When I was looking for a new job last summer, I Googled myself to see what potential employers would see if they Googled me. Quite frankly, I expected that a potential employer who liked my resume, or with whom I had an initial interview would Google me. If I was hiring someone, I’d do it.
But if they asked me for my Facebook, Twitter or other social media passwords, I would have been shocked and outraged. Although it would have been legal for them to ask the question, I am pretty sure I wouldn’t have taken a job with an employer who required that information. How would you feel if your boss had the ability to access your entire Facebook account?
Now, Maryland has became the first state in the country to outlaw employers or potential employers from asking for social media user names and passwords, effective this October. Illinois, California and several other states are currently considering similar pieces dotRights legislation.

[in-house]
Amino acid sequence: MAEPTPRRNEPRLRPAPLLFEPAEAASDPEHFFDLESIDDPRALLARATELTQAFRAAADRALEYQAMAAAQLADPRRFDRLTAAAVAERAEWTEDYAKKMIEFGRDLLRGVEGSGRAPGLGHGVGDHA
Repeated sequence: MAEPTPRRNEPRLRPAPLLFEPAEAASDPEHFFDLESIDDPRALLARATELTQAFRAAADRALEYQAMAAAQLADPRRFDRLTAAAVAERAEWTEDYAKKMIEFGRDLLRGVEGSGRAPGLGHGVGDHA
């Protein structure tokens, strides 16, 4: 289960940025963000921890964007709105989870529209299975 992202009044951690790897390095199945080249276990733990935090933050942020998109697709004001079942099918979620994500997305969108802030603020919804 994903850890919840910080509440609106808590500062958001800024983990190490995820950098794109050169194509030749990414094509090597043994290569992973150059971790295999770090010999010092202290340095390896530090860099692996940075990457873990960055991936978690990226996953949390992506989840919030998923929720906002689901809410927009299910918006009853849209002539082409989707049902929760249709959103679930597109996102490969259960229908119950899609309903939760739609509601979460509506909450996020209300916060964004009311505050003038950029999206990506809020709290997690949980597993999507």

As a blogger and avid user of social media, I know that I have a lot of personal information “out there” for public consumption. My boss, colleagues, children’s teachers, neighbors, etc. can all find out a lot about me with a little digging. And that’s a decision I’ve made and I’m comfortable with. But I keep my Facebook privacy settings pretty high and, save for my husband who could probably guess my password in less than three tries, I’m not giving anyone access to my Facebook account!